Ironworld is a captivating release. Rock Mecca and Polumbo have some slower beats and some upper-tempo ones, not simply relying on boom-bap aesthetics. But the maturity and perspective of the lyrics are solidified as wiser. Rock Mecca came hard for his second full length. Mecca approaches his audience as a hardened warrior ready to fight some more. And willing to persevere until the bell rings.

RIYL: Saigon, Ruste Juxx, Q-Unique, U-God, Masta Killa, Dead Prez

Monday, March 26, 2018

Fucked And Bound Suffrage Review

Fucked And Bound
Atomic Action! Records
Review by hutch
Released 3/2/18

Just a warning, because you will need to buy this record. When you google “fucked and bound”... even with adding the descriptor, “hardcore”; the action will not render the band’s material. Quite different of a result will be yielded. Maybe pictures and websites which are already in your cache. Not my business. But when the inevitable fervent search for Fucked And Bound’s music is imminent, be sure to include the term “band”. Members of He Whose Ox Is Gored of Seattle have formed this treacherous, confrontational hardcore punk band, Fucked And Bound. The name echoes the lyrics and screams to shock and retain your attention. They are not just a heavy hardcore punk band. Suffrage, their first release, embodies politics and declarations regarding today’s female perspective in this society and scene.

Suffrage’s song unabashedly incorporate a rock swing and groove feel while still being rough and coarse. (early) Coliseum and Trap Them all come to mind. FAB may venture into d-beat but that is too limiting a term. The swing of Despise You is paired with the brash impact of Fucking Invincible, Heresy and Dropdead. Suffrage has amazing production, heavy on the low end. The rumble in the bass and drums rides dirty and low. Suffrage was tracked and mixed by Robert Cheek at Electric Wall Studios and ExEx Audio and mastered by Blake Bickel at Dynamic Sound Services. Cheek and Bickel took this quartet’s sporadic spasms and eclectic amassing of influences and molded quite a finished product. Some of these songs take grander, pulsating moments with angular indulgences (the third track, “Dead Bop”, is the first to tease this; “My Love” again visits this.). Some slower sludge parts peperred throughout give the album the variation and refuses to be repetitive. Twelve songs range from 30 seconds to 2 minute; ending with a four minute joint as the thirteenth track.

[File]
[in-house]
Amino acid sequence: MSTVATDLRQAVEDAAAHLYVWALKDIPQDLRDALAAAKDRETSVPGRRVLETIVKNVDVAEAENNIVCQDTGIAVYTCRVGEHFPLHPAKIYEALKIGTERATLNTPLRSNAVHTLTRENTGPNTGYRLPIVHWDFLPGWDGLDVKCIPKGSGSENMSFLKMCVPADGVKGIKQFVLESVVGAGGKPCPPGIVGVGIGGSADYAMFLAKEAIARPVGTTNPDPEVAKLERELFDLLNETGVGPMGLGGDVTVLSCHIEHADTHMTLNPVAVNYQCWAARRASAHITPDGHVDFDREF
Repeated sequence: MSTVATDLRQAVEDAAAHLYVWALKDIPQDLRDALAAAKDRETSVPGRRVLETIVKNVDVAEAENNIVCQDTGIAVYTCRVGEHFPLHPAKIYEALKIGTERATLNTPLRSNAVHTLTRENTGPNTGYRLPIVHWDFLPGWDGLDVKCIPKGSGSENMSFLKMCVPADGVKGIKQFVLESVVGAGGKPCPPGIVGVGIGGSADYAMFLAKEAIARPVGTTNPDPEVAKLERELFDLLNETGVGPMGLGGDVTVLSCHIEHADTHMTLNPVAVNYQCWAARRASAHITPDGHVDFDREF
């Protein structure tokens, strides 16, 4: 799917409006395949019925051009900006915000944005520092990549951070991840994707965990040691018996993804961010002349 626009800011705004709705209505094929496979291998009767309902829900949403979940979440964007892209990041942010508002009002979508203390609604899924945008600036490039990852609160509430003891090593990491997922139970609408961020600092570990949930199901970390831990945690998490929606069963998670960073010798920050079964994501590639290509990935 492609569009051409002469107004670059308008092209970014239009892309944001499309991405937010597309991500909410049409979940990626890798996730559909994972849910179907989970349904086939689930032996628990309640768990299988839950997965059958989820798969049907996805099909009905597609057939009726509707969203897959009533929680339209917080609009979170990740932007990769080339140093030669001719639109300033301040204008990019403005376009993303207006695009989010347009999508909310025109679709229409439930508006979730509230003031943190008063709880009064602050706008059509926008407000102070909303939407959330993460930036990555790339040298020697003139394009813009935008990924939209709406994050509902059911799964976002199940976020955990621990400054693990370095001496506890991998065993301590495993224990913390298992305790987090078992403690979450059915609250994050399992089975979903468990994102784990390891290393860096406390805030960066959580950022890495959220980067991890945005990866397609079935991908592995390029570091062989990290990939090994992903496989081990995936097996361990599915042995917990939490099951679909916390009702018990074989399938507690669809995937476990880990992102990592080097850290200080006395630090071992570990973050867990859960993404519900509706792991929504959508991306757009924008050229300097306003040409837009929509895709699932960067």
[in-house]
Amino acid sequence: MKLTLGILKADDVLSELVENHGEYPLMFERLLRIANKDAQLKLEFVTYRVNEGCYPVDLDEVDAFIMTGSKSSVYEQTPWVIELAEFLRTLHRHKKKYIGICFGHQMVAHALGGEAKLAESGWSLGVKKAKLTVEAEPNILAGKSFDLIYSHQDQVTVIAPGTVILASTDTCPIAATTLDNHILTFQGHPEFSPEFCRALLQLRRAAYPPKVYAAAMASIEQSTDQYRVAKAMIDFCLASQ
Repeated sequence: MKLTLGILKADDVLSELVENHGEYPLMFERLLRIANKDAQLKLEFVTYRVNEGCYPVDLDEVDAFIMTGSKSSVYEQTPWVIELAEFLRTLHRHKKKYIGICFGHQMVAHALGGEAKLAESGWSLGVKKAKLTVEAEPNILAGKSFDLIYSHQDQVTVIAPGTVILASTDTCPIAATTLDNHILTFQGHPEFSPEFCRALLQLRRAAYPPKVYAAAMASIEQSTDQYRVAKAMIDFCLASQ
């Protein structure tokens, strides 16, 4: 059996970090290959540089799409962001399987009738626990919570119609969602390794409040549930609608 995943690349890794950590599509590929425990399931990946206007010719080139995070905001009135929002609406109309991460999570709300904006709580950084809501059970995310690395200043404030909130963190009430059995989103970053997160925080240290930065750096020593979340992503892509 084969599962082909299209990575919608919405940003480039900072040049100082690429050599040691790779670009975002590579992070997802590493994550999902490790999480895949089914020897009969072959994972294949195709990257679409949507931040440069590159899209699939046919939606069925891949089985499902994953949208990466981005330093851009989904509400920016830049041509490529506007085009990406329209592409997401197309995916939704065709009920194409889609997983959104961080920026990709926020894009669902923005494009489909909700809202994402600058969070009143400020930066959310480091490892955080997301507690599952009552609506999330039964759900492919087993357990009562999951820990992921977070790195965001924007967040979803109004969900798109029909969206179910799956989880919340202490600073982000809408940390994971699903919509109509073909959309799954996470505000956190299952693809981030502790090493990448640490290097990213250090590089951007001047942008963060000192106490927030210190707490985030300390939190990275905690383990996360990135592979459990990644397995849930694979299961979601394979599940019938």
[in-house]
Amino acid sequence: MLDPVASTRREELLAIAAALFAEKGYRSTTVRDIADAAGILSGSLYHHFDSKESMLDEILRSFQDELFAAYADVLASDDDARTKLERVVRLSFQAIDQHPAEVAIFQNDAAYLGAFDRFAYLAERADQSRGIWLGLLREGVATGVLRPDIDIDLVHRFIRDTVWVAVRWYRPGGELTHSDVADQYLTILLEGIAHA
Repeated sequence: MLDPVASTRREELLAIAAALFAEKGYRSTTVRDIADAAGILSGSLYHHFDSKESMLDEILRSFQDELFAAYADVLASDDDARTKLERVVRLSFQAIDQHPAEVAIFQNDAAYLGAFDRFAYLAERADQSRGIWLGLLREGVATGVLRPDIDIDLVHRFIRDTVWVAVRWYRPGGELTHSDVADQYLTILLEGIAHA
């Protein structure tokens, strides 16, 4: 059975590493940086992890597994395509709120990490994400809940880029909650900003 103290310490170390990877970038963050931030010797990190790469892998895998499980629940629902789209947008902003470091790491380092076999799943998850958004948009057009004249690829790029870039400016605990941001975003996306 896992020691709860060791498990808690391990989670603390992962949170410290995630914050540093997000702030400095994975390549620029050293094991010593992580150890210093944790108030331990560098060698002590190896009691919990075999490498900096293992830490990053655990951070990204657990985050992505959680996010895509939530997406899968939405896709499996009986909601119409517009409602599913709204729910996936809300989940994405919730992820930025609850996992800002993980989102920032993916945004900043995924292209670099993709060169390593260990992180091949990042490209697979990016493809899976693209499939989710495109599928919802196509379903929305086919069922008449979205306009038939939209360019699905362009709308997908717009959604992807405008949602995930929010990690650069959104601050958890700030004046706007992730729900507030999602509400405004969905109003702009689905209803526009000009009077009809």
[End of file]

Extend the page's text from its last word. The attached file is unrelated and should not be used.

Lisa Mungo has a combative pair of lungs and a scratchy throat. Her commanding vocals charge forward above the thrashing riffs and blistering drums. And while feminist issues are presented, do not brush Suffrage’s lyrics with a single stroke. The band’s approach to feminism expounds into every citizen’s duty to question the established paradigms of Western culture. Extrapolation is a tool. Fucked and Bound – beyond its jarring sexual connotation – is a perfect name for the band, because it encapsulates their cynical viewpoint of the average person’s condition. The nihilistic response may be bleak but fuck me if it doesn’t give us a killer record.

LISTEN AND BUY on bandcamp

Wednesday, February 21, 2018

Wake Misery Rites Review

Misery Rites
Translation Loss
Out Feb 23 2018
Review by hutch